On the afternoon of November 1, 2010, Julian Assange, the Australian-born founder of WikiLeaks.org, marched with his lawyer into the London office of Alan Rusbridger, the editor of The Guardian. Assange was pallid and sweaty, his thin frame racked by a cough that had been plaguing him for weeks. He was also angry, and his message was simple: he would sue the newspaper if it went ahead and published stories based on the quarter of a million documents that he had handed over to The Guardian just three months earlier. The encounter was one among many twists and turns in the collaboration between WikiLeaks—a four-year-old nonprofit that accepts anonymous submissions of previously secret material and publishes them on its Web site—and some of the world’s most respected newspapers. The collaboration was unprecedented, and brought global attention to a cache of confidential documents—embarrassing when not disturbing—about American military and diplomatic activity around the world. But the partnership was also troubled from the start.
In Rusbridger’s office, Assange’s position was rife with ironies. An unwavering advocate of full, unfettered disclosure of primary-source material, Assange was now seeking to keep highly sensitive information from reaching a broader audience. He had become the victim of his own methods: someone at WikiLeaks, where there was no shortage of disgruntled volunteers, had leaked the last big segment of the documents, and they ended up at The Guardian in such a way that the paper was released from its previous agreement with Assange—that The Guardian would publish its stories only when Assange gave his permission. Enraged that he had lost control, Assange unleashed his threat, arguing that he owned the information and had a financial interest in how and when it was released.
The Guardian partnership was the first of its kind between a mainstream media organization and WikiLeaks. The future of such collaborations remains very much in doubt. WikiLeaks, torn by staff defections, technical problems, and a crippling shortage of money, has been both battered and rejuvenated by the events of the past several months. A number of companies—PayPal, Visa, and MasterCard—stopped acting as conduits for donations, even as international publicity has attracted high-profile supporters and many new donors. Kristinn Hrafnsson, a close associate of Assange’s and a WikiLeaks spokesman, promises that WikiLeaks will pursue legal action against the companies. Although it is not known where the instigation came from, hackers launched a wave of sympathy…
A former Swiss banker was on Monday due to hand over files to WikiLeaks which he alleges detail attempts by wealthy business leaders and lawmakers to evade tax payments.
Rudolf Elmer, a former employee of Swiss-based Bank Julius Baer, told Britain’s Observer newspaper on Sunday that the documents include details of about 2,000 accounts held in offshore financial centers. He says the account holders include "high net worth" celebrities, business leaders and lawmakers from the U.S., Britain and Asia.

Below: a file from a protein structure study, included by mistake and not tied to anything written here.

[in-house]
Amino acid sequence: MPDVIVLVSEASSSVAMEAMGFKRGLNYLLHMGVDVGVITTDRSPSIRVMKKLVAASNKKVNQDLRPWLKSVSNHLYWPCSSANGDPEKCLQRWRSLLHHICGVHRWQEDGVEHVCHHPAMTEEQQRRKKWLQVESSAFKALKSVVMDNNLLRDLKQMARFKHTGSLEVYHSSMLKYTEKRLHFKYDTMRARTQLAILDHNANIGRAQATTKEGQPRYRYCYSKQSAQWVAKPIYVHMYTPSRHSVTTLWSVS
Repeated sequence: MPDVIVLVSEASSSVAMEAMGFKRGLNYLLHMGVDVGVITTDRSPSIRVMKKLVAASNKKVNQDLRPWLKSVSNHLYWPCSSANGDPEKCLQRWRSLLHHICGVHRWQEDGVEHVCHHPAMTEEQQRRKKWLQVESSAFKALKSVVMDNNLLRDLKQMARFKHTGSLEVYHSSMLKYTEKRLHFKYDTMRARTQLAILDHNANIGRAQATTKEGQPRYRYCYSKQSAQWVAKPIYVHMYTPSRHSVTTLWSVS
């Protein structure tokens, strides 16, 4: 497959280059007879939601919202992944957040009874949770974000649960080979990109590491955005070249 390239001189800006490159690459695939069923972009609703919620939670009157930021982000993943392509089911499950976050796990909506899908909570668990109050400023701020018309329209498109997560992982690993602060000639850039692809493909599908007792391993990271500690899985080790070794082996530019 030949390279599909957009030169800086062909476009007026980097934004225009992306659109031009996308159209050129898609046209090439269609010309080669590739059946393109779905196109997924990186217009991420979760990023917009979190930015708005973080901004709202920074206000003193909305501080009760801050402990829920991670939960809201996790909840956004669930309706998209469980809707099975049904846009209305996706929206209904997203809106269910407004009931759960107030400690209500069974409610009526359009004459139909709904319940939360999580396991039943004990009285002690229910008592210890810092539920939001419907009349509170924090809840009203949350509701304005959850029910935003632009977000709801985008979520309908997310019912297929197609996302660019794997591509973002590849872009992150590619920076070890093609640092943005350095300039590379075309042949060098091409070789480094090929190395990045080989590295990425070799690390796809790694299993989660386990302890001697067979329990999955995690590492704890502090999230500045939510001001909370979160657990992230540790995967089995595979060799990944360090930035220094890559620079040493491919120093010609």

Elmer’s press conference comes two days before he is due to appear before a Zurich regional court to answer charges of coercion and violating Switzerland’s strict banking secrecy laws.
He told the Observer newspaper he planned to disclose the new set of files to expose activities in offshore financial centers. "The one thing on which I am absolutely clear is that the banks know, and the big boys know, that money is being secreted away for tax-evasion purposes," he was quoted as telling the newspaper.
Rudolf Elmer, an ex-employee of Swiss-based Bank Julius Baer, said there were 2,000 account holders named in the documents, but refused to give details of the companies or individuals involved.
He has previously offered files to WikiLeaks on financial activities in the Cayman Islands and faces a court hearing in Zurich on Wednesday to answer charges of coercion and violating Switzerland’s strict banking secrecy laws.
"I do think as a banker I have the right to stand up if something is wrong," said Elmer, who addressed reporters at London’s Frontline Club alongside WikiLeaks founder Julian Assange.
"I am against the system. I know how the system works and I know the day-to-day business. From that point of view, I wanted to let society know what I know. It is damaging our society," Elmer said.
Britain’s tax authority declined to comment when asked about Assange’s plan to supply details of alleged wrongdoing.
Under the terms of his release on bail, Assange must live at the mansion home of Vaughan Smith, the owner of the Frontline Club. He has compared the regime to "high-tech house arrest," but has recently promised that the flow of leaked documents published by his organization would increase.
Let’s be clear here: A year ago, Assange said he had the hard drive of a Bank of America executive. More recently, he’s said that WikiLeaks is preparing to disclose evidence of an “ecosystem of corruption” at a big US bank. He expects the disclosures to cause resignations. There’s a widespread expectations that Bank of America is the target, even though Assange has been coy about that.